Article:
Violet Minturn, a half-Chinese/half-American courtesan who deals in seduction and illusion in Shanghai, struggles to find her place in the world, while her mother, Lucia, tries to make sense of the choices she has made and the men who have shaped her.
Fast forward and politics rears its ugly head, previous players are no longer the ruling players and love makes a fool of an otherwise wise woman. This is when it began to get monotonous for me. The training of a young virgin, the intimate details all became too much, I no longer cared to read constantly about the ways to please a man. Details were repeated and I had a hard time reading the explicit details on the deflowering of a young girl, and it was more than one girl.
In truth the book was about a hundred pages too long for me, but while I felt bad for these young woman, I really did not like any of these characters. This is how the book was for me, many from the reviews do not feel that way. So read this for a look into a little known culture, well researched but just know that in places it gets repetitive and very explicit.
Tan is a beautiful writer. Her perspective is clear and compelling. Her pacing and sense of time throughout the novel is right on. I stuck with the novel because of her lyrical writing but ended it feeling sad and empty on behalf of characters I pitied but never really knew.
Conflicts with her mother and father lead Lulu to become sexually active at a young age and at a time when this was not permissible to women. When she falls in love with a visiting Chinese artist, she runs away from home and follows him to Shanghai. But she ends up having to make her own way, with Violet a toddler and her infant son kidnapped by the artist’s family. With few paths open to a woman in China at the time, Lulu chooses to establish a courtesan house, which becomes renowned for accepting both Western and Chinese clients and for providing business advice. She becomes wealthy, but doesn’t realize what growing up in a brothel, however high class, is doing to her daughter, who feels the business- and her missing brother- mean more to Lulu than Violet does, just as Lulu had felt her mother’s passion for science mean more to her than Lulu did.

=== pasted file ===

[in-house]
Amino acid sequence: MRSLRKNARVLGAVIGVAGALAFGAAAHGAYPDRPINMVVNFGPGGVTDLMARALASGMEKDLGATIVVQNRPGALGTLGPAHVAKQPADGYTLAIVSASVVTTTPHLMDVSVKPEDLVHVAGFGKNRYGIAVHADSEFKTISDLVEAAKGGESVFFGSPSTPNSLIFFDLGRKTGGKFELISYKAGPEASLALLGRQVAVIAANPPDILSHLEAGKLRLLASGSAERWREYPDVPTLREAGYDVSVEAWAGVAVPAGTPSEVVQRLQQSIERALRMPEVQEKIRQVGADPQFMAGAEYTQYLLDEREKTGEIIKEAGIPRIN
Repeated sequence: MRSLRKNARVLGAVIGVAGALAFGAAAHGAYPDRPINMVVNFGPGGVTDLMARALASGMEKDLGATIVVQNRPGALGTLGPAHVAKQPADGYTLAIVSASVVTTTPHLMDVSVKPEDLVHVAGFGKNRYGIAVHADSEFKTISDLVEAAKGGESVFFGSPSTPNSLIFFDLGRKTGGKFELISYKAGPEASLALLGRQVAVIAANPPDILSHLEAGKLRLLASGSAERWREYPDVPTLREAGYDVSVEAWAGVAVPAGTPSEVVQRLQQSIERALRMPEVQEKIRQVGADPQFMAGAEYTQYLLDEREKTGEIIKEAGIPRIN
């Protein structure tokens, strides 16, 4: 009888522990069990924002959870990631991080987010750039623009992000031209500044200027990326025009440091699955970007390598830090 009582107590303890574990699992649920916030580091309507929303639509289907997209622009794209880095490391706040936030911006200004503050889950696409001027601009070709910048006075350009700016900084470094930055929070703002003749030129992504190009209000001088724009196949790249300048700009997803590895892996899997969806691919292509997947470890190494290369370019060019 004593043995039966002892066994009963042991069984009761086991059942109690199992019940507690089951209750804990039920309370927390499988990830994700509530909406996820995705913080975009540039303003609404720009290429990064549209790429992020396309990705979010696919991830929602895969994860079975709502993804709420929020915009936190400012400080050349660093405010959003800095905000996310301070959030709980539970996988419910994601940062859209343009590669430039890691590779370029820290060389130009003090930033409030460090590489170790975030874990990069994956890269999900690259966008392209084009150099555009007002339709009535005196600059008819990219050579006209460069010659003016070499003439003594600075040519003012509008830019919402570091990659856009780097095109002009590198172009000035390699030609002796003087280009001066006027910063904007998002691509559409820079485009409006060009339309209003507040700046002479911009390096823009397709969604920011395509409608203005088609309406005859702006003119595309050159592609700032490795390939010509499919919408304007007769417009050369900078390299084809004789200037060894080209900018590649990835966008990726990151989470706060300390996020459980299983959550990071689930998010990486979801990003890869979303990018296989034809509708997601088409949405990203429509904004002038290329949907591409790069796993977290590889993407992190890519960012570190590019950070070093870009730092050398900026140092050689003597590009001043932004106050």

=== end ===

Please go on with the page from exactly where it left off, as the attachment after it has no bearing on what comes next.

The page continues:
The story is written from more than one point of view; Violet, Magic Gourd, and Lulu all take a turn speaking. All have hard lives; the men in their lives are, for the most part, uncaring as to the needs of the women, treating them as objects that will be dealt with only when convenient- or even keeping them as outright slaves. Taking place in the dawn of the 20th century, the story is set against the political and social changes that took place in China.
I loved this book and couldn’t put it down. The details of the lives of these women made them come alive; what they wore, what they were expected to do, how they felt. I have to admit I had a hard time liking Violet at first; she comes off as a spoiled brat in some ways, but when you figure that she was being left on her own so much of the time, with only her cat as a friend, it’s hard to expect her to be otherwise. And she very quickly learned how hard life could be later. I was disappointed in ‘Saving Fish From Drowning’ but I’m very happy to see that Tan has returned with a great story.